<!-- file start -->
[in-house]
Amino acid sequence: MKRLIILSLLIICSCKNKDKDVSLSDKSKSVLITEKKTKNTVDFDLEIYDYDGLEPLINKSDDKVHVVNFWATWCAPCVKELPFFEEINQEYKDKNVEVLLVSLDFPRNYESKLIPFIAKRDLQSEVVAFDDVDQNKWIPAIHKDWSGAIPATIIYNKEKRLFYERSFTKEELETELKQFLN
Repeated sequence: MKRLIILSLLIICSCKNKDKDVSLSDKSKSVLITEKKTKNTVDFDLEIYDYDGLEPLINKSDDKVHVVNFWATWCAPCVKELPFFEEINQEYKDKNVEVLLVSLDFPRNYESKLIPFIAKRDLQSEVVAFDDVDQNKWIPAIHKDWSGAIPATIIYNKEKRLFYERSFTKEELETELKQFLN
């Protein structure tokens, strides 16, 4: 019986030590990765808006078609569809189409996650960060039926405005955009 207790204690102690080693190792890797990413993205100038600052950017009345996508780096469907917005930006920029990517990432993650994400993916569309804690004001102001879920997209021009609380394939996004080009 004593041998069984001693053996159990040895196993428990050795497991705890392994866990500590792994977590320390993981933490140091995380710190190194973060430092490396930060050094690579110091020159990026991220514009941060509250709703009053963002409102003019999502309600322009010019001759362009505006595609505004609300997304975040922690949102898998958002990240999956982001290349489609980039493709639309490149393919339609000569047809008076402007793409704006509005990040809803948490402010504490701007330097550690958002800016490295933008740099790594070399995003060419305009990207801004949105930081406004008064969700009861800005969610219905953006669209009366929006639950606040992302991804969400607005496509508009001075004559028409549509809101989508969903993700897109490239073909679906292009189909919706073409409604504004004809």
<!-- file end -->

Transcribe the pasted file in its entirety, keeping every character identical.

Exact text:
[in-house]
Amino acid sequence: MKRLIILSLLIICSCKNKDKDVSLSDKSKSVLITEKKTKNTVDFDLEIYDYDGLEPLINKSDDKVHVVNFWATWCAPCVKELPFFEEINQEYKDKNVEVLLVSLDFPRNYESKLIPFIAKRDLQSEVVAFDDVDQNKWIPAIHKDWSGAIPATIIYNKEKRLFYERSFTKEELETELKQFLN
Repeated sequence: MKRLIILSLLIICSCKNKDKDVSLSDKSKSVLITEKKTKNTVDFDLEIYDYDGLEPLINKSDDKVHVVNFWATWCAPCVKELPFFEEINQEYKDKNVEVLLVSLDFPRNYESKLIPFIAKRDLQSEVVAFDDVDQNKWIPAIHKDWSGAIPATIIYNKEKRLFYERSFTKEELETELKQFLN
């Protein structure tokens, strides 16, 4: 019986030590990765808006078609569809189409996650960060039926405005955009 207790204690102690080693190792890797990413993205100038600052950017009345996508780096469907917005930006920029990517990432993650994400993916569309804690004001102001879920997209021009609380394939996004080009 004593041998069984001693053996159990040895196993428990050795497991705890392994866990500590792994977590320390993981933490140091995380710190190194973060430092490396930060050094690579110091020159990026991220514009941060509250709703009053963002409102003019999502309600322009010019001759362009505006595609505004609300997304975040922690949102898998958002990240999956982001290349489609980039493709639309490149393919339609000569047809008076402007793409704006509005990040809803948490402010504490701007330097550690958002800016490295933008740099790594070399995003060419305009990207801004949105930081406004008064969700009861800005969610219905953006669209009366929006639950606040992302991804969400607005496509508009001075004559028409549509809101989508969903993700897109490239073909679906292009189909919706073409409604504004004809």